Written By: Dr. Huma Baqai
In the event of a war, states are entitled to suspend treaties, including diplomatic relations by invoking Article 62 of the Vienna Convention. If India or Pakistan consider revoking the treaty, it is itself signaling an act of war. This will equip both the countries with the right under international law to take up any other coercive or non-coercive measure as an act of reprisal. This is not a pretty picture. Perhaps India should also be mindful of the fact that China is an upper-riparian country in Indus and Brahmaputra basins.
What’s ticking between Pakistan and India is not the nuclear bomb, but the water bomb. For years international relations strategists have warned that wars in the future would be over resources. Post-recent tensions in South Asia, Prime Minister Narendera Modi suspended meetings of the committee that oversees water sharing between India and Pakistan, using water as a diplomatic weapon. International experts are of the view that Delhi is using the water issue to put pressure on Pakistan in the dispute over Kashmir. The Indian strategy is to build huge storage facilities and canals over and around the rivers that flow through Indian administered Kashmir but most of the water is allotted to Pakistan under the Indus Water Treaty. The 56 year old treaty is under strain, and Modi’s stance and strategy is not conducive to its continuity. Like it is said, sharing the waters of the Cauvery has been an issue for decades but it is particularly contentious now. The latest development is that Pakistan has yet again approached the World Bank to address the violation of the Treaty by India. India has successfully stalled the appointment of the chairman of the Arbitration Court of Justice, which Pakistan had requested, by immediately moving in with a request for a neutral expert.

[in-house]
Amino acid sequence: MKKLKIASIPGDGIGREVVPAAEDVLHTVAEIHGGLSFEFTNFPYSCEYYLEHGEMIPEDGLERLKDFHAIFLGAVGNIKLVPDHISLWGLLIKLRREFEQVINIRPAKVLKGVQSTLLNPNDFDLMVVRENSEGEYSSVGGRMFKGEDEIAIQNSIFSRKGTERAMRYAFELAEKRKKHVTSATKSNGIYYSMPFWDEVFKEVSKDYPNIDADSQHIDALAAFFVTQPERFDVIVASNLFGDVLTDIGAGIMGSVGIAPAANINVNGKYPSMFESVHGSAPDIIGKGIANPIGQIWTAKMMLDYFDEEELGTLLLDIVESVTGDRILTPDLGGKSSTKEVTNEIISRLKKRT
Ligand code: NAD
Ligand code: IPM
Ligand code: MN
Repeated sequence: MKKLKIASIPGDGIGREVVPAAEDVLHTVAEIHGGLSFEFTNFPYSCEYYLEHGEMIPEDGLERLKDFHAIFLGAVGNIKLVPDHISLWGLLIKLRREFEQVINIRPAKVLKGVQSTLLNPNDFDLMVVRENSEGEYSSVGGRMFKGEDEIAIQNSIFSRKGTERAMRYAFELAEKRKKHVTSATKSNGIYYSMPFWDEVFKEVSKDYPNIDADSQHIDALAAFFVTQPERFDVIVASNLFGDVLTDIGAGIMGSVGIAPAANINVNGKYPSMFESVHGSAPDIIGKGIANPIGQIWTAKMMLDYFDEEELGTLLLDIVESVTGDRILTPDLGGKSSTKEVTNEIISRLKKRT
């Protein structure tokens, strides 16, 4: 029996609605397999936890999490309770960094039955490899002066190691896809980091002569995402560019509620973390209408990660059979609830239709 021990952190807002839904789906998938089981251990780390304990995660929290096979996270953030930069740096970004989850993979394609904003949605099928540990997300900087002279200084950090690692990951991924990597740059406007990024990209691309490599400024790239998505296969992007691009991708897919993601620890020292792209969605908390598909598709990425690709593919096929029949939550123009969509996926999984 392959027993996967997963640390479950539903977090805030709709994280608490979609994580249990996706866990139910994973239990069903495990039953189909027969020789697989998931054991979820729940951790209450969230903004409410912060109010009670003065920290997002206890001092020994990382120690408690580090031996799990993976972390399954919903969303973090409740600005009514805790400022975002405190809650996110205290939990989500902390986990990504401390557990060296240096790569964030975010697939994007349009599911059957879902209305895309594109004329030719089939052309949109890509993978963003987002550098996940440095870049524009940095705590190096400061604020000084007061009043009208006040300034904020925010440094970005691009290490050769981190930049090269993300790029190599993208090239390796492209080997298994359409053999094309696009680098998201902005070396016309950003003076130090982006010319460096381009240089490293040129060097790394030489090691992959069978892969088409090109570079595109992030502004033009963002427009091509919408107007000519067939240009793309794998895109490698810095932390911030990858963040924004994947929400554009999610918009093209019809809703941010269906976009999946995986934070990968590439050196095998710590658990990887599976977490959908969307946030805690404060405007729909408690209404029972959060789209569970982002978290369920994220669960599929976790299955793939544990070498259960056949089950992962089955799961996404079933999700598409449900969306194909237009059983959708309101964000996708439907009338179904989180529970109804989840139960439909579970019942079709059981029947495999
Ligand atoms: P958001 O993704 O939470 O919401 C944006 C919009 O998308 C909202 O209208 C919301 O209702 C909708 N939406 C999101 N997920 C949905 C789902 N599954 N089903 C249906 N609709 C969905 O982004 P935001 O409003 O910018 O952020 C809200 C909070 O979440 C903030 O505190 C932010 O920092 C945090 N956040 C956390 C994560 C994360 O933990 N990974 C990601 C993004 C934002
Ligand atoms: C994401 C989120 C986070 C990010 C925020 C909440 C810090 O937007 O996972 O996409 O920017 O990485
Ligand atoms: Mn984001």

This new twist to the treaty has come at a time when Modi government has chosen to publicly threaten Pakistan with the abrogation of the treaty. India is threatening to cut Pakistan’s water access. The 56 year-old water sharing agreement has run into trouble as tensions have escalated between the rivals, post-Uri attack. Statements by Prime Minister Modi calling for a review of the Treaty where he said that blood and water cannot flow together, and then hinting at revoking the treaty were seen as confirmation of these apprehension.
However, this is not new. India has been following a policy of ‘dewatering Pakistan’ since long. India already has 20 hydro projects on the three western rivers allocated to Pakistan. It is now building another 10 and more are being planned.
In the past also, Islamabad has complained to the international court that the dam in the Gurez Valley, one of dozens planned by India, will affect Pakistan’s river flow and is illegal. The court had halted any permanent work on the river for the moment but India got the permission to continue tunneling and building other associated projects. In 1987, upon Pakistan’s objection, Delhi had to suspend the Tulbul Navigation Project on the Jhelum River. As per a BBC report, sources within Indian Water Resources Ministry have hinted that the project could now be revived. As part of Modi’s aggressive water policy, this will directly have an impact on Pakistan’s agriculture.
The former chairman of Indus River System Authority, Engineer Fateh Ullah Khan Gandapur said on record that India is using water as a ‘weapon of mass destruction’ to convert Pakistan into a desert and is diverting the entire flow into the Indian territory of Rajasthan. Salman Bashir, former foreign secretary of Pakistan, categorically said that diversion of Indus water by India will lead to war. Prime Minister Modi in one of his pre-election speeches in Batinda said that water that belongs to India should remain in India. Diverting the waters of Indus is not realistically possible, and cannot be done without triggering a war between the two countries.
Pakistan, India and Afghanistan Water Triangle